Lesson #5: beware the "furniture" hires.
As you grow fast in any industry, you'll be tempted by highly skilled generalist hires that seem like a great fit but their duties are gray or overlap with existing people you've already hired. The standard playbook says to grab talent when you can and then figure out how to best apply their talents. In our opinion, you sometimes get lucky, but most of the time you make matters worse. You start to collect what our friend Dave Knies calls "furniture" hires. Folks that are always around, and seem to be involved, but it's not really clear what they do. Avoid these hires at all costs.
Lesson #6: act like you're the world's greatest plumber
Have you ever had to hire a plumber? Or an electrician? Or have you ever hired someone to fix something for you? Everyone wants the same thing. A talented person, who will stand by their word and not rip you off. When it comes to running an agency - or really any business - we think the same applies. People don't want to be sold. They don't want excuses or confusing answers. They want an agency (or product) that is fairly priced, does what it says it will and gets the job done. It's really simple.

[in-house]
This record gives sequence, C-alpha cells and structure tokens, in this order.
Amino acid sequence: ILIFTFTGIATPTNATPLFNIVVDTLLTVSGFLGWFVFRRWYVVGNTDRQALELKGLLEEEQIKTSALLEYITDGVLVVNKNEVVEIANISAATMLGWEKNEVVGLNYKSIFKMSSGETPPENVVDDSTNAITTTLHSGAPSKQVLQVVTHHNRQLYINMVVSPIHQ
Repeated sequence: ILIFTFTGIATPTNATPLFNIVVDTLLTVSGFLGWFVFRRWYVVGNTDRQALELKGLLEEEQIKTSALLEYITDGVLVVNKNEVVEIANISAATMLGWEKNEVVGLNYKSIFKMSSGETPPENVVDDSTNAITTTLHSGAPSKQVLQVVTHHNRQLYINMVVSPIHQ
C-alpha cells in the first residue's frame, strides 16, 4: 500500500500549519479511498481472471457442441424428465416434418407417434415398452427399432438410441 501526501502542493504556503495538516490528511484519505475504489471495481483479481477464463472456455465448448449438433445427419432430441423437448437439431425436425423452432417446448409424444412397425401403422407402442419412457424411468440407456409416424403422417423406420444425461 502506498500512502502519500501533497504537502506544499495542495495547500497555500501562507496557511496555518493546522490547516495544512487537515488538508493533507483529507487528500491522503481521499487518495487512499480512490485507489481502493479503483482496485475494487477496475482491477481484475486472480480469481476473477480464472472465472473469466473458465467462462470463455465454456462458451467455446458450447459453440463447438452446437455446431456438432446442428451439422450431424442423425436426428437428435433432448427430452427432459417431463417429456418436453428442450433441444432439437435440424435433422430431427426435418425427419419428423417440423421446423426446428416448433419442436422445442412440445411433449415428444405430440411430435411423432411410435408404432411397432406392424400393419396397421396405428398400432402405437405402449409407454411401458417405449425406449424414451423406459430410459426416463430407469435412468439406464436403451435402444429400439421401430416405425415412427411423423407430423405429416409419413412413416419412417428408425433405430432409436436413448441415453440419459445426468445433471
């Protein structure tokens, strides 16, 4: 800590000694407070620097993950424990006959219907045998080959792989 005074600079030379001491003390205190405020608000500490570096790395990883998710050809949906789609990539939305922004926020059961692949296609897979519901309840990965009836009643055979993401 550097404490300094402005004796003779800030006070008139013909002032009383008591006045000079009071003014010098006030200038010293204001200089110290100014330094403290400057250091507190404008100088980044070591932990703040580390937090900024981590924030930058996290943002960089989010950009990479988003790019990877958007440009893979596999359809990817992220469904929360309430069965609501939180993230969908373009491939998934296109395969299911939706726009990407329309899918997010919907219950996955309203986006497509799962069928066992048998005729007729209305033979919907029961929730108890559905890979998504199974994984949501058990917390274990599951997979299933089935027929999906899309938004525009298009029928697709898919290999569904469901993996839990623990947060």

If you run your agency or product company like you are the world's greatest plumber, that advice will serve you much better than fancy SWOT analysis or "growth hacking".
Just be a really good plumber and you'll be fine.
In closing, as you build your own product, solve a complex problem or grow your business, it's tempting to reach for the documented best practices. Someone writes a book, people move around, and you can see how conventional wisdom travels from company to company. A quick search on Amazon shows no shortage of titles like the "Sales Development Playbook", "Marketing Playbook" or the "Change Maker's Playbook."
Best practices are helpful, but they are not the only answer.
As you start thinking about your 2020 plan, maybe this is a good time to ignore the "right" way of doing things. Leave the "standard playbook" on the shelf. Take a minute to entertain the crackpot ideas. Ignore the best practices. Call it "first principle thinking" if you want to feel fancy. For us, it came down to trying something new. Taking the leap of faith. Being comfortable with the unknown. In the words of Barry Diller, "put one dumb foot in front of the other and course-correct as you go."
Even if your decision is a small one, you might just find a better way in the process.